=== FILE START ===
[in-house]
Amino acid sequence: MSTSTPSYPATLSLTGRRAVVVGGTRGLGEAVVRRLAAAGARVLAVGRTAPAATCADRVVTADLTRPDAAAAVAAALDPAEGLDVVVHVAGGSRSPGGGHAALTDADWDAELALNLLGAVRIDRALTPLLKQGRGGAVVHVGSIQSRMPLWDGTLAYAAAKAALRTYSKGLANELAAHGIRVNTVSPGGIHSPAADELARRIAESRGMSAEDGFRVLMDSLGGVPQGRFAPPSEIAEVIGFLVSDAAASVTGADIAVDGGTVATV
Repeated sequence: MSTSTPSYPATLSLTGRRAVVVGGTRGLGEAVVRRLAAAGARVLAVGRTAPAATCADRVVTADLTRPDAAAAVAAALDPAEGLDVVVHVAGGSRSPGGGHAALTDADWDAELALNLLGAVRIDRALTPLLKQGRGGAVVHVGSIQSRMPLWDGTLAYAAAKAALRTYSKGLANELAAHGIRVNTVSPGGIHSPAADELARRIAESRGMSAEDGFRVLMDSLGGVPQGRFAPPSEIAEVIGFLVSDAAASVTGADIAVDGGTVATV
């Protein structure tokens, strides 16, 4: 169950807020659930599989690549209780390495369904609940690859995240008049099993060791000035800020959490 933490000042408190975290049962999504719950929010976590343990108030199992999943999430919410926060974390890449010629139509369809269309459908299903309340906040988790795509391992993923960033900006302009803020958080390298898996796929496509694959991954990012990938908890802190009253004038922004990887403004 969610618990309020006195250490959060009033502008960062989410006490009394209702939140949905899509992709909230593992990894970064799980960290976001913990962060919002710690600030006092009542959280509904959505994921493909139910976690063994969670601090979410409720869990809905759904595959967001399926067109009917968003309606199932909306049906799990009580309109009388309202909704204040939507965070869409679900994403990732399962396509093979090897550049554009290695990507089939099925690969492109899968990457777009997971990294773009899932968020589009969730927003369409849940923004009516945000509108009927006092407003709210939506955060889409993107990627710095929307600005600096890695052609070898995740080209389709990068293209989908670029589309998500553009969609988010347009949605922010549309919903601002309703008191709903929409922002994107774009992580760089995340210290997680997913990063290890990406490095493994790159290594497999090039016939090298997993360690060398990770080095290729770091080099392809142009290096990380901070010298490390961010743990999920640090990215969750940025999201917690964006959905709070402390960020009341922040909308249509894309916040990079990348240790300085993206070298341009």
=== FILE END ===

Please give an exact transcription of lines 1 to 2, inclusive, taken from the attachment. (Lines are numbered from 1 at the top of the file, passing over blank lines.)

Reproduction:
[in-house]
Amino acid sequence: MSTSTPSYPATLSLTGRRAVVVGGTRGLGEAVVRRLAAAGARVLAVGRTAPAATCADRVVTADLTRPDAAAAVAAALDPAEGLDVVVHVAGGSRSPGGGHAALTDADWDAELALNLLGAVRIDRALTPLLKQGRGGAVVHVGSIQSRMPLWDGTLAYAAAKAALRTYSKGLANELAAHGIRVNTVSPGGIHSPAADELARRIAESRGMSAEDGFRVLMDSLGGVPQGRFAPPSEIAEVIGFLVSDAAASVTGADIAVDGGTVATV